State senator opposes white supremacist speech at University of Florida

Glen Mclaughlin
August 16, 2017

Gov. Rick Scott said in Tampa today that he has reached out to the heads of the National Guard and the Florida Department of Highway Safety in anticipation of next month's speech at the University of Florida by Richard Spencer, the white nationalist who organized this weekend's rallies at Charlottesville, Va.

According to UF officials, there is no contract for the event, and no fees have been paid.

Spencer spent most his time criticizing the police response in Charlottesville and sought to distance himself from James Alex Fields Jr., the 20-year-old accused of plowing his auto into counter-protesters, killing one person and injuring 19.

Spencer's visit to the University of Florida isn't set in stone.

Fuchs said in this weekend's email to staff members that Spencer could make a September 12 appearance. Spencer has called Martin Luther King Jr. a "fraud" and "degenerate", and has claimed that "Our dream is a new society, an ethno-state that would be a gathering point for all Europeans".

He agrees, free speech, even racist, hate speech, is protected under the First Amendment, but in this case, the university has the right to turn Spencer away.

"I would expect a very high turn out", Emerson said.

More news: Trump Considering Pardon For Former Sheriff Joe Arpaio
More news: Stalling UK inflation eases pressure on Bank of England
More news: Anthony Scaramucci rails on Steve Bannon to Stephen Colbert An error occurred

"One could understand how he (Fuchs) would prefer not to see a repeat of that in Gainesville and prefer to see that they not come".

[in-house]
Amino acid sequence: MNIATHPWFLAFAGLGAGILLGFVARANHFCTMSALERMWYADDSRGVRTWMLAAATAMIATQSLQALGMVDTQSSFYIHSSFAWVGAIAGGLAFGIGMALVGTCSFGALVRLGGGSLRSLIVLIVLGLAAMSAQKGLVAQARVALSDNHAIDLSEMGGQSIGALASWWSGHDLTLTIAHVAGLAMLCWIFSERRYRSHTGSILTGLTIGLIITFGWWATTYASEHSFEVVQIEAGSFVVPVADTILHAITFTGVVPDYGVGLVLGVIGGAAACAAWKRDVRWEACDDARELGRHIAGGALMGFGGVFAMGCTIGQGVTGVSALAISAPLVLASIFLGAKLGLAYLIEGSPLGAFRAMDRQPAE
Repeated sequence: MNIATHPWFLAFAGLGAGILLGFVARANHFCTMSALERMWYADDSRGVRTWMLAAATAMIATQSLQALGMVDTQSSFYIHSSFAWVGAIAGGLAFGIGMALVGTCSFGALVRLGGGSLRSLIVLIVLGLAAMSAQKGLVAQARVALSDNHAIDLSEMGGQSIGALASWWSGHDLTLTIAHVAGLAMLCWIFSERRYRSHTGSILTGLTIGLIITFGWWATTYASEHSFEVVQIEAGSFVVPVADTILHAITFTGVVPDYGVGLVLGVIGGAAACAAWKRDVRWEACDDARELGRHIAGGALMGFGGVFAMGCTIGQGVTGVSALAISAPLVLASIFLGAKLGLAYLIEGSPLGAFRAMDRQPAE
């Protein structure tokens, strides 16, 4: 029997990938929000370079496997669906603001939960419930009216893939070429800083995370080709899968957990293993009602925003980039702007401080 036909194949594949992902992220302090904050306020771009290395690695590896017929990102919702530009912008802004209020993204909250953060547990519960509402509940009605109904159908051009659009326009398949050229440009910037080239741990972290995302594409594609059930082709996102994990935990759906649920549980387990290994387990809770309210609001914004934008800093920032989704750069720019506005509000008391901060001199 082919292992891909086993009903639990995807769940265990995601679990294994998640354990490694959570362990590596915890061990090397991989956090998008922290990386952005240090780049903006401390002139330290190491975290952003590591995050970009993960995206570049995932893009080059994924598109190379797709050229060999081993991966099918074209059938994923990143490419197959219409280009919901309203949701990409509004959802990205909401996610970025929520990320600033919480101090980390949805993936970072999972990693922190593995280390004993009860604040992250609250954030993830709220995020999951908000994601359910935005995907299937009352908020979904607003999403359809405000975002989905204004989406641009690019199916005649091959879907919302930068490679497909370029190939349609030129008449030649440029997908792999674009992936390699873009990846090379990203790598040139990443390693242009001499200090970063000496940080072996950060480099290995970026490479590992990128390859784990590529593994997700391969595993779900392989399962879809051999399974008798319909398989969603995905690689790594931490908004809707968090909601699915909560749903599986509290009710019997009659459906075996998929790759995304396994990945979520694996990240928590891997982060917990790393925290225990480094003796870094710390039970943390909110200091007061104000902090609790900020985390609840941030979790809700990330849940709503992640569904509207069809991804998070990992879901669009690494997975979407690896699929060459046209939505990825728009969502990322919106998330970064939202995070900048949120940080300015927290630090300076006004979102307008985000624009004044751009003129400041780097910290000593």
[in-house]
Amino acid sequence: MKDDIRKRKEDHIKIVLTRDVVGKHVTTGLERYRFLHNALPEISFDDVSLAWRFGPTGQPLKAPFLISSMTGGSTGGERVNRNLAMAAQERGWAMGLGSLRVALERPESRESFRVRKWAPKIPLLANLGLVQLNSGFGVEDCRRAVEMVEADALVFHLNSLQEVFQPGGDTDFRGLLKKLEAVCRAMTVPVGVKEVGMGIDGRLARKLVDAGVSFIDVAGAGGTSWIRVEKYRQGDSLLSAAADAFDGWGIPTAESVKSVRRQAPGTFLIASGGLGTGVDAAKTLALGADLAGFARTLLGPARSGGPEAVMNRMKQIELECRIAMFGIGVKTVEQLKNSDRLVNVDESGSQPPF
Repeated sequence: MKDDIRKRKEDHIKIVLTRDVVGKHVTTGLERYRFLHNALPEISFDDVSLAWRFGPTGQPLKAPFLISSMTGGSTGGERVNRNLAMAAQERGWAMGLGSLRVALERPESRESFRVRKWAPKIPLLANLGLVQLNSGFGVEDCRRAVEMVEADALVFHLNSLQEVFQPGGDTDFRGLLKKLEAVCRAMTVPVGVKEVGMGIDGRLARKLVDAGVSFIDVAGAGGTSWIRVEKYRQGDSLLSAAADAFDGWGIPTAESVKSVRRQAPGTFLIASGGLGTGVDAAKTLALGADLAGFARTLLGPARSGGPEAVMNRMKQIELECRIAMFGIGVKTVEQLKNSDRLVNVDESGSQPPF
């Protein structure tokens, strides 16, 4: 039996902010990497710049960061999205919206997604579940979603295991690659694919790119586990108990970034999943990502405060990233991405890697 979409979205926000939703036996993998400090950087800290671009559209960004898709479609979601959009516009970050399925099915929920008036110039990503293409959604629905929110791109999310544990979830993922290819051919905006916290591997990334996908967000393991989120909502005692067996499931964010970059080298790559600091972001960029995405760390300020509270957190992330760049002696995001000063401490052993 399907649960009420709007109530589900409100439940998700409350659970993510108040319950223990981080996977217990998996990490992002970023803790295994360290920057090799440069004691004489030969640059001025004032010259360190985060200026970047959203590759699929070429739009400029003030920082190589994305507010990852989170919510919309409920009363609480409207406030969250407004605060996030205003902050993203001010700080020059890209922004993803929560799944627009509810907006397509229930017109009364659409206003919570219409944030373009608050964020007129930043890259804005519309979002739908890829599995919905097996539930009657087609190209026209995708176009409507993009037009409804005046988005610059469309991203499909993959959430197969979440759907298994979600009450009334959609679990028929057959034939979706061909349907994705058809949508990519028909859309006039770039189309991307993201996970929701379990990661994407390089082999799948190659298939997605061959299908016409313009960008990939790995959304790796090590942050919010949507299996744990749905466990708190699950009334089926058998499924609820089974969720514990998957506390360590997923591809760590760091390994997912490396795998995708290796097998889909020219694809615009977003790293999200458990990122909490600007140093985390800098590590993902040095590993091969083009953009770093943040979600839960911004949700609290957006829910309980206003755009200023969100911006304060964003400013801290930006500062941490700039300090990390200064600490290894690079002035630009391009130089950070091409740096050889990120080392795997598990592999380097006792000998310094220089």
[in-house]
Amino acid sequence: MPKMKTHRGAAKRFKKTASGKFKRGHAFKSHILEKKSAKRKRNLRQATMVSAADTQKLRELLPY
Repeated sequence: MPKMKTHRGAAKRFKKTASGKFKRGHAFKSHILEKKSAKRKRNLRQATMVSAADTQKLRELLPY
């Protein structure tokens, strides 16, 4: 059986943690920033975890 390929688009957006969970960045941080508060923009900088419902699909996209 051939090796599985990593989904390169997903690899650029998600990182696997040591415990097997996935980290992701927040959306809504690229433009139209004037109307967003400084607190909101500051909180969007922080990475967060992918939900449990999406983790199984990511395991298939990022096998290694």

Spencer emailed Professor Geoffrey R. Stone, a law professor and First Amendment scholar at the university, on August 1 in an attempt to secure some manner of speaking appearance, saying he was "eager to return to campus, particularly [because the University has made clear that it] will not be a 'safe space.'" according to emails published by Stone on Huffington Post. "Simply because there has been an incident of violence, that doesn't mean that speakers affiliated with that violence lose their right to speak".

Julin's views reflected those of multiple First Amendment lawyers interviewed Monday. "It's not going to do you any good", he said.

Stargel said it's time for the university, and others, to change policy. (A copy of Dressing the Man: The Art of Permanent Fashion sat on the coffee table.) They included Matt, who claimed to be doing an internship with Spencer but refused to give his last name because he was anxious about getting fired from his other jobs.

According to BuzzFeed News, white nationalist figurehead Richard Spencer was forced to hold his post-rally press conference at his "office and part-time residence" in Alexandria, Virginia because no hotels in D.C. would rent rooms to him.

A Facebook event created in opposition to Spencer's appearance has hundreds of attendees already, with volunteers planning carpooling and protest techniques.

The Gainesville police post acknowledged that, although the event is scheduled to take place on the UF campus, "it would be foolish to think that any protests/counter protests would not occur in our city limits".

Other reports by MaliBehiribAe

Discuss This Article